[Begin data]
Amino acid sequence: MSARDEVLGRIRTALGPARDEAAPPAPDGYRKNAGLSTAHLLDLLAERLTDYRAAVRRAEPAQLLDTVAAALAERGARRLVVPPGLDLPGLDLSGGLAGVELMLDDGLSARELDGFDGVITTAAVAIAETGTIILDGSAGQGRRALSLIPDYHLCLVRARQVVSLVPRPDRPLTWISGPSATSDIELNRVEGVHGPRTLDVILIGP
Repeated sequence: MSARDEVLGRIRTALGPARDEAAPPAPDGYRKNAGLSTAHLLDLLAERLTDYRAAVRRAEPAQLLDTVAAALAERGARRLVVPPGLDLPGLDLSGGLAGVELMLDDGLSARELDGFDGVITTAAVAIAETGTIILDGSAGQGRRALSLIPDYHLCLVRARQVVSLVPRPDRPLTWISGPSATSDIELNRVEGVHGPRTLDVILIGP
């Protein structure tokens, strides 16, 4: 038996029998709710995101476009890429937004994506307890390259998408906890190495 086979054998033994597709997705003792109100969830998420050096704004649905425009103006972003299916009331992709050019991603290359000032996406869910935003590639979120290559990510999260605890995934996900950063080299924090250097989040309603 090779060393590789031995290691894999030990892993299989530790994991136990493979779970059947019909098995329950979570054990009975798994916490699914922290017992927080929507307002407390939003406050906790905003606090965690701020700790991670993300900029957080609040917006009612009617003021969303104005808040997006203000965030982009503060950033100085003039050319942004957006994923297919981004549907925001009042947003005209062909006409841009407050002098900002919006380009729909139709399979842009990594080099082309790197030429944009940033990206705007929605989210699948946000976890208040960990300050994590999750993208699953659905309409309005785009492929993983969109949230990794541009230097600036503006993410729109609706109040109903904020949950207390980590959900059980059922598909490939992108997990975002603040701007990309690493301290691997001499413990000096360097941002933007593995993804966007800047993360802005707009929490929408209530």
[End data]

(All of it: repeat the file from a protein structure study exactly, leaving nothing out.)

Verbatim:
Amino acid sequence: MSARDEVLGRIRTALGPARDEAAPPAPDGYRKNAGLSTAHLLDLLAERLTDYRAAVRRAEPAQLLDTVAAALAERGARRLVVPPGLDLPGLDLSGGLAGVELMLDDGLSARELDGFDGVITTAAVAIAETGTIILDGSAGQGRRALSLIPDYHLCLVRARQVVSLVPRPDRPLTWISGPSATSDIELNRVEGVHGPRTLDVILIGP
Repeated sequence: MSARDEVLGRIRTALGPARDEAAPPAPDGYRKNAGLSTAHLLDLLAERLTDYRAAVRRAEPAQLLDTVAAALAERGARRLVVPPGLDLPGLDLSGGLAGVELMLDDGLSARELDGFDGVITTAAVAIAETGTIILDGSAGQGRRALSLIPDYHLCLVRARQVVSLVPRPDRPLTWISGPSATSDIELNRVEGVHGPRTLDVILIGP
């Protein structure tokens, strides 16, 4: 038996029998709710995101476009890429937004994506307890390259998408906890190495 086979054998033994597709997705003792109100969830998420050096704004649905425009103006972003299916009331992709050019991603290359000032996406869910935003590639979120290559990510999260605890995934996900950063080299924090250097989040309603 090779060393590789031995290691894999030990892993299989530790994991136990493979779970059947019909098995329950979570054990009975798994916490699914922290017992927080929507307002407390939003406050906790905003606090965690701020700790991670993300900029957080609040917006009612009617003021969303104005808040997006203000965030982009503060950033100085003039050319942004957006994923297919981004549907925001009042947003005209062909006409841009407050002098900002919006380009729909139709399979842009990594080099082309790197030429944009940033990206705007929605989210699948946000976890208040960990300050994590999750993208699953659905309409309005785009492929993983969109949230990794541009230097600036503006993410729109609706109040109903904020949950207390980590959900059980059922598909490939992108997990975002603040701007990309690493301290691997001499413990000096360097941002933007593995993804966007800047993360802005707009929490929408209530």